A little mailbag this morning ....
Dear Sweet Lou,
I too am a fellow New Englander, living here in the great state of Connect-eh-cut, in Storrs. I thoroughly enjoy your wit, savvy & journalistic style very much. Keep it up!
Question for you that I have never received a satisfactory answer on. Would Fantistics add an indicator to each player denoting what contract year they were in? I believe that if we went back and looked at the figures, there are many cases where a star in a contract year performs Herculian-ly. Wouldn't that be a valuable indicator for us fantasy junkies to gain a greater advantage over the rest of the herd?
Thanx very much & enjoy the rest of the summer and the fantasy season!
Well, Jim has his act together. First he knows that flattering the writer will usually get the attention you seek, especially when you use words like "wit", "savvy", and "journalistic style". Writers love those terms, especially when they are used to describe their writing. I feel a little like Horshack in that episode when that girl he had a crush on said she liked his aura ..." HEY!!! I GOT A AUUURRAAA!" ...
I got wit and savvy!
What I also like is that Jim and I seem to share the hobby of making up new words ... "Herculian-ly" ... Ah ... a man after my own heart. Great word. And if it's not a word, then damn it, it should be ... Excellent.
And on top of all of that, Jim brings a good question to the table and he gives me a good subject for a First Pitch. Jim just basically won the Triple Crown of E-Mailing a Writer.
You get an answer Jim, but unfortunately it's not the answer you probably want to hear. The "Contract Year" is one of those "truths we hold to be self-evident" that isn't really true.
As far back as 2000, the talented, articulate, and comfortingly thorough David Luciani debunked this one by comparing the performance of the entire group of players on their contract year in 1999 to their 1998 performance. He found a slightly elevated performance by the hitters which were within the margin of error and which could be explained by MLB's overall offensive gains from '98 to '99. Predictably the result of those gains was that the pitchers in their contract years actually saw a drop off in performance.
This is like the stories about car batteries exploding while you are jump-starting a car. God knows how many millions of cars are jump started each day without incident and yet every year 6,000-8,000 people are injured by exploding batteries ... and that's what we talk about. So we think that every third battery blows up.
You rarely have to look far to see players who seemingly turned it up a notch when playing for their next contract. But those are the players we talk about when this subject comes up, not, the players who do exactly what we expect and those who have even met disaster in their contract year.
The Contract Year myth is so ingrained in our minds that we ignore the evidence. If I say the Contract Year jump in performance doesn't exist that will seem counter-intuitive. We have similar truths that we fight because we think we've seen otherwise. Pitchers can't be the same when the ball is put in play ... Player always play better in a contract year ...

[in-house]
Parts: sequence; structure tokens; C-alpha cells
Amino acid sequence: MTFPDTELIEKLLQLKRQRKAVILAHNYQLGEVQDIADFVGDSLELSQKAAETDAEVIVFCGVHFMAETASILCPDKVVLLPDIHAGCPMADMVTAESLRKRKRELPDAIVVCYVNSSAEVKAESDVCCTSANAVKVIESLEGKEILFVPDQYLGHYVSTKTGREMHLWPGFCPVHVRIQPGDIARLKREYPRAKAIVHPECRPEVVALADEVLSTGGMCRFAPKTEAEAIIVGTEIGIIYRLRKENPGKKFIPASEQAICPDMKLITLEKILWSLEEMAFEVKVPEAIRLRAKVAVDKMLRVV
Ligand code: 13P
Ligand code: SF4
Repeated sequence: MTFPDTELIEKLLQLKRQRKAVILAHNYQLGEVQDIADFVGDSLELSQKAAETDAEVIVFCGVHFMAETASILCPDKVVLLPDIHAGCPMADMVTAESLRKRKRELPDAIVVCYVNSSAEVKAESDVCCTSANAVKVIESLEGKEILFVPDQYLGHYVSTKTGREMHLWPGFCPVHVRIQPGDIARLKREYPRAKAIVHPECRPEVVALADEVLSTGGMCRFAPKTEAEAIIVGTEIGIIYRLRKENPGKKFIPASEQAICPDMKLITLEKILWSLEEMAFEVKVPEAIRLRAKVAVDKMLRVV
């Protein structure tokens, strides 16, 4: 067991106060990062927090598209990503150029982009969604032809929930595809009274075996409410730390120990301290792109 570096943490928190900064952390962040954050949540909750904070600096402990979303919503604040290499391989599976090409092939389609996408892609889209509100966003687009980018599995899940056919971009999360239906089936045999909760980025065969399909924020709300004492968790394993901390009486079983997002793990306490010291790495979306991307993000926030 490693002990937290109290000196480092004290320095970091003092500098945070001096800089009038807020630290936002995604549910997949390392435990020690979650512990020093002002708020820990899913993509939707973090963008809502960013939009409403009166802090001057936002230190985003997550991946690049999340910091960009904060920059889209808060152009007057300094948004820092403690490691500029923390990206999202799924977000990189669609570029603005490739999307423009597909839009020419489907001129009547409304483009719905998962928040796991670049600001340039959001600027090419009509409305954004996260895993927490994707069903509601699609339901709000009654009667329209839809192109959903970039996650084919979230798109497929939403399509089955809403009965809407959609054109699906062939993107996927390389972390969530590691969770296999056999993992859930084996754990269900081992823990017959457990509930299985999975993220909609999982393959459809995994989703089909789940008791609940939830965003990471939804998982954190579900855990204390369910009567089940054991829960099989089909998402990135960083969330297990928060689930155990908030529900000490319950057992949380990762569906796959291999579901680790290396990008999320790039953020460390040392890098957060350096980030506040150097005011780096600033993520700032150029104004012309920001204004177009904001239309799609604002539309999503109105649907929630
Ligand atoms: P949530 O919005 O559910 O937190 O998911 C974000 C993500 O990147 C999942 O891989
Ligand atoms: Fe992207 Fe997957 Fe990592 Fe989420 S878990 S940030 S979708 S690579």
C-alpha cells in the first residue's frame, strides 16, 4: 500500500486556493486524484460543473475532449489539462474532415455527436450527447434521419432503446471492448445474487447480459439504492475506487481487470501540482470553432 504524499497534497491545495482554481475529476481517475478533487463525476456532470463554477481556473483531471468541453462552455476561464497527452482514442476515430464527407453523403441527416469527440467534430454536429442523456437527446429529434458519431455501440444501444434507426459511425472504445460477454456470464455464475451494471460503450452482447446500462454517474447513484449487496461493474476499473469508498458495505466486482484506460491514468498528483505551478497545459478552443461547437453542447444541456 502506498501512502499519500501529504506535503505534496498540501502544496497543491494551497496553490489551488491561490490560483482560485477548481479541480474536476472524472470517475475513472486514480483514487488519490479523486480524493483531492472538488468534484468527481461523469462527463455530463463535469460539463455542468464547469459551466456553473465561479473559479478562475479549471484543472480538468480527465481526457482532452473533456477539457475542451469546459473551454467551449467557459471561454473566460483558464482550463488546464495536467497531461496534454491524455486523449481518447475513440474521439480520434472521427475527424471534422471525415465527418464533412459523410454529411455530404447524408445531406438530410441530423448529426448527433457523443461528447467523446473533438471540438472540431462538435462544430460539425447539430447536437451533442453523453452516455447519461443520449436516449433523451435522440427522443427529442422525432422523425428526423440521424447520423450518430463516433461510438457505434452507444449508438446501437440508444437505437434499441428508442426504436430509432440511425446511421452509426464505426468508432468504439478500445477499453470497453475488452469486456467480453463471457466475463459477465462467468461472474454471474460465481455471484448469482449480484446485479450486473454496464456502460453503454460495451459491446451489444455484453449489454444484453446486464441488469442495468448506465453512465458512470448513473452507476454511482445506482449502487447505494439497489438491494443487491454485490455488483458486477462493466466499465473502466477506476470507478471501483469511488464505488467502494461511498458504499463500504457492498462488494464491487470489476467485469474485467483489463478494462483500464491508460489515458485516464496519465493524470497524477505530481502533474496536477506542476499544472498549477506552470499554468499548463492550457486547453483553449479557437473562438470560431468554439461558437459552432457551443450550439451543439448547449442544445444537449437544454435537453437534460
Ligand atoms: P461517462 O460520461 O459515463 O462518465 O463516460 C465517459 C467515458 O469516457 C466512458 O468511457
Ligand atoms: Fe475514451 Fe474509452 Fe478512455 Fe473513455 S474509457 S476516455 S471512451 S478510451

Well, the only evidence to back that up is anecdotal. The numbers don't support the theory. So you decide.
I personally think that maybe the fact that the MLB service time structure tends to dump players into free agency in their late-twenties has something to do with it. That is when these players are prime for a big year anyway. And yes, some players do raise the level of their game when they are playing for a contract, I don't think there's any doubt about it.
And Jim, I also believe that if you broke down the study you might find that, to use your word, "stars" are more likely to rise to the occasion, because almost by definition, these players tend to rise to occasions, whether they are game situations, or personal situations.
The point is that not ALL players play better when they are in a contract year. In other words simply throwing a blanket over potential free agents on draft day really is not a viable plan. And assuming that every player will play well in his contract year is much more sooth-saying than science.
Of course there are other things that apparently cannot be statistically proved but I believe in them anyway. "They" say there is no such thing as a clutch hitter, but I watched Yaz in September 1967, and I watch David Ortiz everyday, and I believe there is. They say there is no statistical support to the theory of "protection" in a lineup. Again, I see the difference between David Ortiz's day without Manny hitting behind him and with Manny hitting behind him. These days I too often see Manny hitting without a viable 5th hitter to protect him. I believe in protection.
Similarly I believe there is some validity to the contract year theory, if only indirectly. As I said, I think contract year players are often in their prime anyway and capable of break out years. I believe there is also motivation when their current team is not hot to resign a player. Players have pride and draw strength from it. We often see it when a player is traded to a new team. He plays hard to impress his new teammates and usually plays better for a while. And when he sees his old team for the first few times, he usually kills them. The basic motivation is real in a contract year, and extra motivation will usually mean a better performance in quality players.
However, like any and all theories about player performance, nothing is perfect, or often even constantly reliable. Every player, every situation, is different. Every player and every situation has to be evaluated individually. That is why we are here at Insiderbaseball.com! There is no silver bullet.
Thanks for the letter Jim! And thanks for being one of us here at Insiderbaseball.com.